Things to Do

After Pharrell’s Hat, What Should the Newseum Display Next?

Other memes the museum should turn into exhibits.

Pharrell's phamous hat. Photograph by Benjamin Freed.

After a successful run from an exhibit full of props from Anchorman: The Legend of Ron Burgundy, the Newseum is going back to the pop-culture well this week with the unveiling of the oversize hat that turned into a brief social-media trend thanks to Pharrell Williams sporting it at the Grammy Awards in January.

The Vivienne Westwood-designed headpiece was applauded Thursday night at a preview party—yes, a preview party for a hat—in the Newseum’s lobby, where the item will welcome visitors for the next two months. (Obviously, Williams’s frustratingly popular song “Happy” plays on a continuous loop in the accompanying video.)

How does the hat play into the Newsuem’s larger mission of, as the museum’s chief executive, Jim Duff, put it last night, “celebrating free expression”? We’re not totally sure. But in between nibbles of snacks provided by Arby’s, the exhibit’s sponsor (and donor, after buying the hat at auction), we thought of other exhibits the financially struggling Newseum could open next.

Great YOLO Moments in Journalism

From William Randolph Hearst’s Spanish-American War profiteering to Matt Lauer’s star turn in Sharknado 2: The Second One, a brief history of times people have thrown professional caution to the wind and said, “Heck, you only live once.”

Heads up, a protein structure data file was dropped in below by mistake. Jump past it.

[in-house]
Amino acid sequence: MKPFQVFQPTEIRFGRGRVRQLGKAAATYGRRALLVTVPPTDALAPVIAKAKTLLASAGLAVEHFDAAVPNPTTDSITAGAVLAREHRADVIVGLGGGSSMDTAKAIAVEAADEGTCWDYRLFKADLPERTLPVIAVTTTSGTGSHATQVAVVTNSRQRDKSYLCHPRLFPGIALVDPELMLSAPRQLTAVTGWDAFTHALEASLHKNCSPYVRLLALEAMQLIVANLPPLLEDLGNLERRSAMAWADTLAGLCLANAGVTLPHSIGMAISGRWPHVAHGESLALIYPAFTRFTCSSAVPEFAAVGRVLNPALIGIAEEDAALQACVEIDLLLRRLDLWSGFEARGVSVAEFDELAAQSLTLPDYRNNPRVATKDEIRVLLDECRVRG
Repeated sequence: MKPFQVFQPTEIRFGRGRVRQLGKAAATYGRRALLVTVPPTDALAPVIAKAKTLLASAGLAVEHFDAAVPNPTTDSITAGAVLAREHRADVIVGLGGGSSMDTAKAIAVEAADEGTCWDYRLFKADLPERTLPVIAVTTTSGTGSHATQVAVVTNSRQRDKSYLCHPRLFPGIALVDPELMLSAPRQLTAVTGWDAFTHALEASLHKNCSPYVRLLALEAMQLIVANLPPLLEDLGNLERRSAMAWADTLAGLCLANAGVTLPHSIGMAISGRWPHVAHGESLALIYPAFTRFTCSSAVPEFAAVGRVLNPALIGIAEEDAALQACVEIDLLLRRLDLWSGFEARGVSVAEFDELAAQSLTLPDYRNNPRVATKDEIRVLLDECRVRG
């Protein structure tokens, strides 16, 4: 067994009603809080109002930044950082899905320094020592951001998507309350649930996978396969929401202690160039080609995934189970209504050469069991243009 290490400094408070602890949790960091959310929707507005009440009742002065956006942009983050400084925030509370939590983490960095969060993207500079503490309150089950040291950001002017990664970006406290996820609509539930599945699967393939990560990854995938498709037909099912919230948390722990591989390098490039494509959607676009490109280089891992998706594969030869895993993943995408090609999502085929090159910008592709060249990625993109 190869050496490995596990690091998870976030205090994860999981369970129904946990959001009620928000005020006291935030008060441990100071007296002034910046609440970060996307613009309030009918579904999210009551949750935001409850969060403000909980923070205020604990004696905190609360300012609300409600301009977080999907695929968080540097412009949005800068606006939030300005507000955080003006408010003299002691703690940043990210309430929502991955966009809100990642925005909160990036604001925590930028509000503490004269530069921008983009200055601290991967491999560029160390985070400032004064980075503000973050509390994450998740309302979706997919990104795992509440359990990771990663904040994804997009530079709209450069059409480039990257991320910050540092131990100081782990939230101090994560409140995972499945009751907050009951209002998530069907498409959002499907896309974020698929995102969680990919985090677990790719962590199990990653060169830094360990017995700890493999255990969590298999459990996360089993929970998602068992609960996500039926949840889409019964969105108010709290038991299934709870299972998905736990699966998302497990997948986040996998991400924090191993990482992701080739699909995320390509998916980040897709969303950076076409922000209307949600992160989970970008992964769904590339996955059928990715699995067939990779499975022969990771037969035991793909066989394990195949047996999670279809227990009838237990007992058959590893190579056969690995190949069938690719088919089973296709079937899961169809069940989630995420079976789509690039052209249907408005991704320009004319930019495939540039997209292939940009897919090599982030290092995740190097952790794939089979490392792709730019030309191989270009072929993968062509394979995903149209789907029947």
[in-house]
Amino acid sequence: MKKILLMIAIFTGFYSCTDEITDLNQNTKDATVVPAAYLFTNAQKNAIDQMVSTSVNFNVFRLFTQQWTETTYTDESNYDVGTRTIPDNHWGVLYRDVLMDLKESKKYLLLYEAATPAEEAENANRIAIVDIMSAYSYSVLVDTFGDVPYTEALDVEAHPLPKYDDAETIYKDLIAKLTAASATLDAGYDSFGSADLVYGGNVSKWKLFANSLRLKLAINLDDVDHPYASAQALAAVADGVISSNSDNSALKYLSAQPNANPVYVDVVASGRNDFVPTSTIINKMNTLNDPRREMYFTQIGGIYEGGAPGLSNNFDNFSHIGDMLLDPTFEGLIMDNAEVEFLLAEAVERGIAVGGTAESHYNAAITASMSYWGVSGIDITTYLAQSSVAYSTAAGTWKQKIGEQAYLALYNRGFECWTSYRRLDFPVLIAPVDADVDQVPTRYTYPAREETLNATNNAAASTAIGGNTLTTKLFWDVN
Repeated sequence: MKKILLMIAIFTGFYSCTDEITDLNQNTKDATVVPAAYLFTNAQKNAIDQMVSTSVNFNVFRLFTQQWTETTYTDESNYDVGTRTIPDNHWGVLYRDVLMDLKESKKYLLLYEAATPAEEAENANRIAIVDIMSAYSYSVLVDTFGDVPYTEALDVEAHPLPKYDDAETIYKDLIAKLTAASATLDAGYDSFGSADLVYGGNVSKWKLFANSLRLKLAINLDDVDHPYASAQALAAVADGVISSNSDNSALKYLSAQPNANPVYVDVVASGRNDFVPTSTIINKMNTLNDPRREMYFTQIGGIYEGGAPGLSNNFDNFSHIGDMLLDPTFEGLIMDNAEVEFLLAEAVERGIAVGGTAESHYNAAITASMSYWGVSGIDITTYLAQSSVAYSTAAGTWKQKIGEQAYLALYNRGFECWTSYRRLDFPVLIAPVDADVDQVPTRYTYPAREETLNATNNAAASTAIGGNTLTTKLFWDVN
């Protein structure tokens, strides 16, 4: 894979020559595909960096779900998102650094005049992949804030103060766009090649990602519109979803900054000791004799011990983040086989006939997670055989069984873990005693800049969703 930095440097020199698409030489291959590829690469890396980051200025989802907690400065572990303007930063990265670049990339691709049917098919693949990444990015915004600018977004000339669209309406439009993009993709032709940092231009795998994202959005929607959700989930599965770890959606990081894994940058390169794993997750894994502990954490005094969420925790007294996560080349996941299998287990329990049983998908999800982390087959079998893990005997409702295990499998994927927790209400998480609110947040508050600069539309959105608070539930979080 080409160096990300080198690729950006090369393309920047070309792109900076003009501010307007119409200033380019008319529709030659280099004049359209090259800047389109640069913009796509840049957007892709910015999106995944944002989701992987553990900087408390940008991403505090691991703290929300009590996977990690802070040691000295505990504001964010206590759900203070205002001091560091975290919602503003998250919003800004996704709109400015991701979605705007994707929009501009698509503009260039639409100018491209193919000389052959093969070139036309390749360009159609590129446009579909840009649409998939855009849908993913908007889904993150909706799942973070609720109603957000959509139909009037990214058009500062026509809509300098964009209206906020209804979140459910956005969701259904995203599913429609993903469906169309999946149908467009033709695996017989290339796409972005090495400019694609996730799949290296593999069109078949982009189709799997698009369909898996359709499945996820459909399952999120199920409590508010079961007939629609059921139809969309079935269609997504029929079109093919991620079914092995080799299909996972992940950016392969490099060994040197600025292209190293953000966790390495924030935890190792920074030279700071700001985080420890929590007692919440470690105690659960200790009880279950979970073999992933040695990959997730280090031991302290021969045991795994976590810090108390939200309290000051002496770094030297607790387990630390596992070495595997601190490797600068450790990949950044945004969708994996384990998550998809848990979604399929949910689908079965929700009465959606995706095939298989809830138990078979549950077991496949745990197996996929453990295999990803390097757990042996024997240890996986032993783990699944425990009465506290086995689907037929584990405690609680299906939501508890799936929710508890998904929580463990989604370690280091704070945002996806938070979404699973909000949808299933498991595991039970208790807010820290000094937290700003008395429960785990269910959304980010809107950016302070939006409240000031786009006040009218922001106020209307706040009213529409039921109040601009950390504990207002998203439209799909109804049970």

Turn Down for What: A History of Radio News

Who wants to look at a bunch of lifeless plaques about David Sarnoff, Eric Sevareid, and Edward Murrow or listen to a bunch of static-filled tapes? Just install a #TDFW button next to every radio-related item in the building and watch the money roll in.

Kim and Kanye on the Cover of Vogue

In an age of “explanatory journalism,” show the kids how the #worldsmosttalkedaboutcouple explains more about celebrity, image management, and socioeconomic dynamics than Vox or the Upshot ever could.

#IceBucketChallenge Dunk Tank

Why make your own shaky Vine or Facebook video when you can buy professional-quality footage of yourself getting completely soaked? Souvenir towels available for $35 in the lobby, and proceeds go to the ALS Association (assuming the Newseum’s operating budget doesn’t need it more).

Find Benjamin Freed on Twitter at @brfreed

Staff Writer

Benjamin Freed joined Washingtonian in August 2013 and covers politics, business, and media. He was previously the editor of DCist and has also written for Washington City Paper, the New York Times, the New Republic, Slate, and BuzzFeed. He lives in Adams Morgan.